“The goal of course is to get to the bottom of what happened and of course have it be an instructive guide of how to prevent it from happening in the future,” White House press secretary Jen Psaki said during a press briefing. 

She said the administration had sent numerous federal resources, but the President was not planning a trip to the area in the immediate future. 

“We always want to ensure that we’re not pulling from local resources, and we don’t want to draw federal resources that are needed during the ongoing search and rescue efforts,” Psaki said.

2:31 p.m. ET, June 28, 2021

Key things to know about the condo collapse investigation so far

From CNN's Hollie Silverman

A police officer stands guard at the intersection of 88th Street and Harding Avenue near the Champlain Towers South Condo in Surfside, Miami on June 28.
A police officer stands guard at the intersection of 88th Street and Harding Avenue near the Champlain Towers South Condo in Surfside, Miami on June 28. Emily Michot/Miami Herald/AP

City officials say the cause of the partial building collapse in Surfside, Florida, is still unknown, but engineering reports, researchers and residents have shed light on the integrity of the structure as rescuers continue to race to find survivors.

At least 10 people are dead, 151 are unaccounted for and 135 are accounted for in the collapse of Champlain Towers South as of Monday, Miami-Dade County Mayor Daniella Levine Cava said during a news conference earlier today.

Here's what we know about the investigation so far:

2018 report raises alarm: A 2018 report completed by Morabito Consultants, a structural engineering firm, "detailed significant cracks and breaks in the concrete," a statement from the firm said Saturday. The group said it provided an estimate to "make the extensive and necessary repairs" to the condo association. The report didn't indicate whether the structure was at risk of collapse. Morabito was again retained by the condominium association in June 2020 for the building's 40-year repair and restoration process, according to the statement.

At the time of the collapse, there were roof repairs taking place, but concrete restoration had not started, the firm said, adding that it "exclusively provides" engineering consulting services and does not provide construction-related services.

"We are deeply troubled by this building collapse and are working closely with the investigating authorities to understand why the structure failed. As we do so, we also continue to pray for all those impacted by this tragic event," the firm said in the statement.

A researcher says condo showed sings of sinking in 1990s: Shimon Wdowinski, a professor with Florida International University’s Institute of Environment, told CNN he determined in a study last year that the Champlain Towers South condo showed signs of sinking in the 1990s. The condo had a subsidence rate of about two millimeters a year from 1993 to 1999, according to his study. While Wdowinski said that this sinking alone would likely not cause the condo’s collapse, he said it could be a contributing factor. “If one part of the building moves with respect to the other, that could cause some tension and cracks,” he explain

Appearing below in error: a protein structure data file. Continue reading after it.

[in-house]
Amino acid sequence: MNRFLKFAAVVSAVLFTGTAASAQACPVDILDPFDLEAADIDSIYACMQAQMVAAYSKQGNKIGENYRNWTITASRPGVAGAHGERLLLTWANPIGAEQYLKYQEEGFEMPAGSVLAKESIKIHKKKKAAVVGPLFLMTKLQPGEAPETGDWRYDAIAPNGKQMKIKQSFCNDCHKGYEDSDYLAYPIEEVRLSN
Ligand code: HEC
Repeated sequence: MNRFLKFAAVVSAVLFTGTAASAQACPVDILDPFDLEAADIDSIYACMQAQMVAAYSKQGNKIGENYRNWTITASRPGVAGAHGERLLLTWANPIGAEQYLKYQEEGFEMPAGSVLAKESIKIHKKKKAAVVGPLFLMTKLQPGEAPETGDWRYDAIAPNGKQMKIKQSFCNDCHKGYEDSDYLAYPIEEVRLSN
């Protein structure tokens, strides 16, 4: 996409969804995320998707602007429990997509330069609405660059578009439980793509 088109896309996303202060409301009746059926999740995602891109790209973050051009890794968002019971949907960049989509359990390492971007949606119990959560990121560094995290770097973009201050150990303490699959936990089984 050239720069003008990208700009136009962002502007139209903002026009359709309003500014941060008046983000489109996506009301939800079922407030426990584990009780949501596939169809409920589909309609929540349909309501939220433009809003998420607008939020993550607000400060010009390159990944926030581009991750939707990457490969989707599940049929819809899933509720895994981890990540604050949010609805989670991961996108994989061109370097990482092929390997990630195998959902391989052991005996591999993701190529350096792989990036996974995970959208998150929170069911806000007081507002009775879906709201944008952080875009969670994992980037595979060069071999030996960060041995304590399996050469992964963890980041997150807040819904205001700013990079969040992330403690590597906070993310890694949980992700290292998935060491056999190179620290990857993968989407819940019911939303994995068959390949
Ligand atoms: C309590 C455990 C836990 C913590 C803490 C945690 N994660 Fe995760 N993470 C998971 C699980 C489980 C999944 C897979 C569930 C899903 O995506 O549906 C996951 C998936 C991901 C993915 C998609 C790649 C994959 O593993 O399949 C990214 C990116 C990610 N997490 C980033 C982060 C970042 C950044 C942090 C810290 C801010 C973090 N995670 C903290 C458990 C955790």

Residents raised concerns over tremors during construction of nearby building: Eliana Salzhauer, one of three town commissioners for Surfside, Florida, told CNN Sunday night that survivors of the collapse she encountered have said they felt shaking during construction on a nearby building in recent years. Salzhauer said some of the survivors told her they were bothered by the shaking of their building that occurred while a high-rise was being constructed next door. They told her there was shaking, cracking and water leaking in the garage, she said.

Local leaders are now reviewing building protocols: The deadly collapse prompted nearby cities and towns to review their building recertification protocols. Less than five miles north of Surfside, the city of Sunny Isles Beach will begin sending teams to inspect buildings Monday after announcing Saturday that they would modify the existing process for 40-year recertifications of buildings, Vice Mayor Larisa Svechin told CNN.

On Friday the city of Miami sent a letter urging buildings that are over six stories and more than 40 years old to get an inspection from a qualified structural engineer, Stephanie Severino, Director of Communication for the City of Miami told CNN. They are being asking to respond within 45 days with any potential structural concerns.

Boca Raton Mayor Scott Singer told CNN in an email Sunday that his city is creating "more stringent standards for certifications of buildings" following the Surfside collapse.

Read more about the investigation here.

CNN's Tom Foreman reports the latest details about the condo's structural integrity before the collapse: